To assess original research addressing the effect of the application of compression clothing on sport performance and recovery after exercise, a computer-based literature research was performed in July 2011 using the electronic databases PubMed, MEDLINE, SPORTDiscus, and Web of Science. Studies examining the effect of compression clothing on endurance, strength and power, motor control, and physiological, psychological, and biomechanical parameters during or after exercise were included, and means and measures of variability of the outcome measures were recorded to estimate the effect size (Hedges g) and associated 95% confidence intervals for comparisons of experimental (compression) and control trials (noncompression). The characteristics of the compression clothing, participants, and study design were also extracted. The original research from peer-reviewed journals was examined using the Physiotherapy Evidence Database (PEDro) Scale. Results indicated small effect sizes for the application of compression clothing during exercise for shortduration sprints (10–60 m), vertical-jump height, extending time to exhaustion (such as running at VO2max or during incremental tests), and time-trial performance (3–60 min). When compression clothing was applied for recovery purposes after exercise, small to moderate effect sizes were observed in recovery of maximal strength and power, especially vertical-jump exercise; reductions in muscle swelling and perceived muscle pain; blood lactate removal; and increases in body temperature. These results suggest that the application of compression clothing may assist athletic performance and recovery in given situations with consideration of the effects magnitude and practical relevance.
Dennis-Peter Born, Billy Sperlich and Hans-Christer Holmberg
Fabrice Vercruyssen, Mathieu Gruet, Serge S. Colson, Sabine Ehrstrom and Jeanick Brisswalter
Physiological mechanisms behind the use of compression garments (CGs) during off-road running are unknown.
To investigate the influence of wearing CGs vs conventional running clothing (CON) on muscle contractile function and running economy before and after short-distance trail running.
Knee-extensor neuromuscular function and running economy assessed from two 5-min treadmill runs (11 and 14 km/h) were evaluated before and after an 18.6-km short-distance trail run in 12 trained athletes wearing either CGs (stocking + short-tight) or CON. Quadriceps neuromuscular function was assessed from mechanical and EMG recording after maximal percutaneous electrical femoral-nerve stimulations (single-twitch doublets at 10 [Db10] and 100 Hz [Db100] delivered at rest and during maximal quadriceps voluntary contraction [MVC]).
Running economy (in mL O2 · km–1 · kg–1) increased after trail running independent of the clothing condition and treadmill speeds (P < .001). Similarly, MVC decreased after CON and CGs conditions (–11% and –13%, respectively, P < .001). For both clothing conditions, a significant decrease in quadriceps voluntary activation, Db10, Db100, and the low-to-high frequency doublet ratio were observed after trail running (time effect, all P < .01), without any changes in rectus femoris maximal M-wave.
Wearing CGs does not reduce physiological alterations induced during short-distance trail running. Further studies should determine whether higher intensity of compression pressure during exercises of longer duration may be effective to induce any physiological benefits in experienced trail runners.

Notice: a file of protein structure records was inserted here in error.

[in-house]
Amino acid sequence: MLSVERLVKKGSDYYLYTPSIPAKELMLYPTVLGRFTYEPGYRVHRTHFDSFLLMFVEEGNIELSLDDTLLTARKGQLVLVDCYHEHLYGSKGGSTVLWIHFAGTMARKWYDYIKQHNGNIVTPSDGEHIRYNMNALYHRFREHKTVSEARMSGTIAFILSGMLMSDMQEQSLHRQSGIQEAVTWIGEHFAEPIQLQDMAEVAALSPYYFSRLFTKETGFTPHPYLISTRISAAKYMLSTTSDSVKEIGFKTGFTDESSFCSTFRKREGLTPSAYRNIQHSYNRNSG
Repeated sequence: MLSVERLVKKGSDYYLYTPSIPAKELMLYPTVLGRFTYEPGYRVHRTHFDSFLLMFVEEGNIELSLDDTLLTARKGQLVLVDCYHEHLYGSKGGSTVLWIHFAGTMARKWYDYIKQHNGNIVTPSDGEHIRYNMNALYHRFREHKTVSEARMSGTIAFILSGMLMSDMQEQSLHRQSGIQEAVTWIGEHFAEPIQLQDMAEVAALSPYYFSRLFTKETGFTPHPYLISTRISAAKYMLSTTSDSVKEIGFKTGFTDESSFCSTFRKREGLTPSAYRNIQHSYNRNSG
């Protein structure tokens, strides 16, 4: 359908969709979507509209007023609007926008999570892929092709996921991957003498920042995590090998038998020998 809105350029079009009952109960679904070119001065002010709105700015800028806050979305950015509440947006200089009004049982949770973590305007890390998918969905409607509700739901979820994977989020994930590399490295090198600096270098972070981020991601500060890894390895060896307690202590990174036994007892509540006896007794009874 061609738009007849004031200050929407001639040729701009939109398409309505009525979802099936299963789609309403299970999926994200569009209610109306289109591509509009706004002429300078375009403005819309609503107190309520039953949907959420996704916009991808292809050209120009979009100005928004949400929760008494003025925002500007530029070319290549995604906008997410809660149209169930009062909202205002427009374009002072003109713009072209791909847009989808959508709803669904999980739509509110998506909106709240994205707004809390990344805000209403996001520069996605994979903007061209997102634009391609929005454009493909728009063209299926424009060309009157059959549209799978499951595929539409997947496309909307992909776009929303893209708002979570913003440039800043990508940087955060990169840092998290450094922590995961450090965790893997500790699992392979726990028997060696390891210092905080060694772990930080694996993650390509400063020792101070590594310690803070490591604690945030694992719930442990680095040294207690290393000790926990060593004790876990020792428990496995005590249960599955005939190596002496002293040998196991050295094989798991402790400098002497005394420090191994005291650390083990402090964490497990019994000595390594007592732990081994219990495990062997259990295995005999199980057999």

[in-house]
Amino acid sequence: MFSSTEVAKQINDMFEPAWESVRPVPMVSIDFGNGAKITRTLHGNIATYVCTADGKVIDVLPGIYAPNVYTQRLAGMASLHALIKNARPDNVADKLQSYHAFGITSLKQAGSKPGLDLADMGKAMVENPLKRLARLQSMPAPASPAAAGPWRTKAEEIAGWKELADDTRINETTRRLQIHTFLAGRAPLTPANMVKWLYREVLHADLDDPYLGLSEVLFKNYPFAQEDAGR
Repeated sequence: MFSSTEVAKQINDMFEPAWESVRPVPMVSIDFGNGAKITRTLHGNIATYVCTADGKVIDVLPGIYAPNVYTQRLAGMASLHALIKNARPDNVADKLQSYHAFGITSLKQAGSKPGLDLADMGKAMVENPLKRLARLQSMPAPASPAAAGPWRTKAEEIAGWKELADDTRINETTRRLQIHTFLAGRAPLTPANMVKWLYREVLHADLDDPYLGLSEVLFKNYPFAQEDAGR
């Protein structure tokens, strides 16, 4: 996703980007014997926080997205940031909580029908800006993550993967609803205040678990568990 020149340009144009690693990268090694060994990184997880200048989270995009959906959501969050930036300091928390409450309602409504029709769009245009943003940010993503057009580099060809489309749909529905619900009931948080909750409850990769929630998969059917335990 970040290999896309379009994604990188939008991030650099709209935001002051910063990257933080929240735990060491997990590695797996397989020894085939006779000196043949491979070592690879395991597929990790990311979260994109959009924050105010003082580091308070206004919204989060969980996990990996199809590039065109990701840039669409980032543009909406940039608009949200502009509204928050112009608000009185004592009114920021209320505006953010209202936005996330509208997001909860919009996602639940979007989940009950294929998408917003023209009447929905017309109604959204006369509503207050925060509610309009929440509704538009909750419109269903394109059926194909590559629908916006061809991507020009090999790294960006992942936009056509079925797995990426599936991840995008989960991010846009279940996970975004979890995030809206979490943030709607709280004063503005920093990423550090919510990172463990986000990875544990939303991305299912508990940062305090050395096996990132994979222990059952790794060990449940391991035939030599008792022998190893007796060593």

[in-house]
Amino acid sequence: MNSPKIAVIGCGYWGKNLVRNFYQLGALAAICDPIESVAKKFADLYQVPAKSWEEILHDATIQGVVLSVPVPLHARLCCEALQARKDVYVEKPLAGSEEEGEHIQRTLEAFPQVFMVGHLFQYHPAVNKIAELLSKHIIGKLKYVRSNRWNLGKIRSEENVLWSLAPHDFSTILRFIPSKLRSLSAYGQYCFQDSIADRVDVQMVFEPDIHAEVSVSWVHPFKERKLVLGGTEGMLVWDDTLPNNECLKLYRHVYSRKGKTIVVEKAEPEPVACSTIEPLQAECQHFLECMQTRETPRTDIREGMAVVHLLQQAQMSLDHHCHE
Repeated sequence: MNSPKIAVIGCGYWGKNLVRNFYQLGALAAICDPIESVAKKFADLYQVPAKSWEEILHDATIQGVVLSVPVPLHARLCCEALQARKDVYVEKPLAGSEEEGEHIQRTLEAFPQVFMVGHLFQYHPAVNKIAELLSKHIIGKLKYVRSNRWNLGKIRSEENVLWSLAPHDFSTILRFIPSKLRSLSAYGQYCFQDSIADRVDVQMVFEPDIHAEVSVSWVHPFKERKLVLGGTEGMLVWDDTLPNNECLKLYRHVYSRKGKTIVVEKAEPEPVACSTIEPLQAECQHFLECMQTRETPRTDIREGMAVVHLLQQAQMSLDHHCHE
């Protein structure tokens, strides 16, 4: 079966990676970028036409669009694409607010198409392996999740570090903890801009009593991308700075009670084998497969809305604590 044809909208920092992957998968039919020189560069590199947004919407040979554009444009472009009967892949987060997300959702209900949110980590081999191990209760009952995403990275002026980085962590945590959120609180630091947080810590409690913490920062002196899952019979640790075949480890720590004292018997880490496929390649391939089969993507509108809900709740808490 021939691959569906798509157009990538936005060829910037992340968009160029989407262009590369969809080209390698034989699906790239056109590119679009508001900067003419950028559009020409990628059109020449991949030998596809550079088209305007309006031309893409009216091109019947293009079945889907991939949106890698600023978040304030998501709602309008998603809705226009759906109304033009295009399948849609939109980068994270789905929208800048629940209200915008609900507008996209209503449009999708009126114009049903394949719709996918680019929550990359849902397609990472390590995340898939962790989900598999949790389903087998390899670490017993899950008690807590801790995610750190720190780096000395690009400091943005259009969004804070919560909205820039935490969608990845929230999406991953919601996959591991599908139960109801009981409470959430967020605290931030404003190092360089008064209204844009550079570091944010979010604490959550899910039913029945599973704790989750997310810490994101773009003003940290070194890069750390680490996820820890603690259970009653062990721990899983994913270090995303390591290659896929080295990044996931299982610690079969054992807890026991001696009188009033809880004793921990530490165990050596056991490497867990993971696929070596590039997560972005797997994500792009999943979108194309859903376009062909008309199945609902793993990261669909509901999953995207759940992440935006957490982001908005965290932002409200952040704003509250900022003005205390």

James R. Broatch, David J. Bishop and Shona Halson
oxygenation 16 , 17 during continuous and intermittent high-intensity running, consistent with enhanced muscle pump and venous return demonstrated in clinical studies. 18 , 19 Compression clothing has also been reported to improve arterial perfusion to forearm muscles by more than 2-fold, 20 which was
Blair Mills, Brad Mayo, Francisco Tavares and Matthew Driller
of motion and landing biomechanics . J Athl Train . 2011 ; 46 ( 1 ): 5 – 10 . PubMed ID: 21214345 doi: 10.4085/1062-6050-46.1.5 21214345 10. Brophy-Williams N , Driller M , Halson S , Fell J , Shing C . Evaluating the Kikuhime pressure monitor for use with sports compression
Ryan G. Overmayer and Matthew W. Driller
RK , Gore CJ . Reliability and accuracy of six hand-held blood lactate analysers . J Sports Sci Med . 2015 ; 14 ( 1 ): 203 . PubMed 25729309 25. Brophy-Williams N , Driller M , Halson S , Fell J , Shing C . Evaluating the Kikuhime pressure monitor for use with sports compression
Amanda L. Zaleski, Linda S. Pescatello, Kevin D. Ballard, Gregory A. Panza, William Adams, Yuri Hosokawa, Paul D. Thompson and Beth A. Taylor
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Guillaume Mornieux, Elmar Weltin, Monika Pauls, Franz Rott and Albert Gollhofer
and repeat-sprint performance in cricket players . Br J Sports Med. 2007 ; 41 ( 7 ): 409 – 414 . PubMed doi: 10.1136/bjsm.2006.033753 10.1136/bjsm.2006.033753 17341589 17. Sperlich B , Haegele M , Achtzehn S , Linville J , Holmberg H-C , Mester J . Different types of compression
Jake Schuster, Dan Howells, Julien Robineau, Anthony Couderc, Alex Natera, Nick Lumley, Tim J. Gabbett and Nick Winkelman
-induced muscle damage: a meta-analysis . Br J Sports Med . 2013 ; 48 ( 18 ): 1 – 7 . doi: 10.1136/bjsports-2013-092456 79. Azad F , Holmberg E , Sperlich B . Is there evidence that runners can benefit from wearing compression clothing? Sport Med . 2016 ; 46 : 1939 – 1952 . doi: 10.1007/s40279
Iñigo Mujika, Shona Halson, Louise M. Burke, Gloria Balagué and Damian Farrow
periodisation . Strength Cond Coach . 2001 ; 9 : 19 – 24 . 96. Delgado-Bordonau JL , Mendez-Villanueva A . Tactical periodization: Mourinho’s best kept secret? Soccer J . 2012 ; 57 ( 3 ): 28 – 34 . 97. Born DP , Sperlich B , Holmberg HC . Bringing light into the dark: effects of compression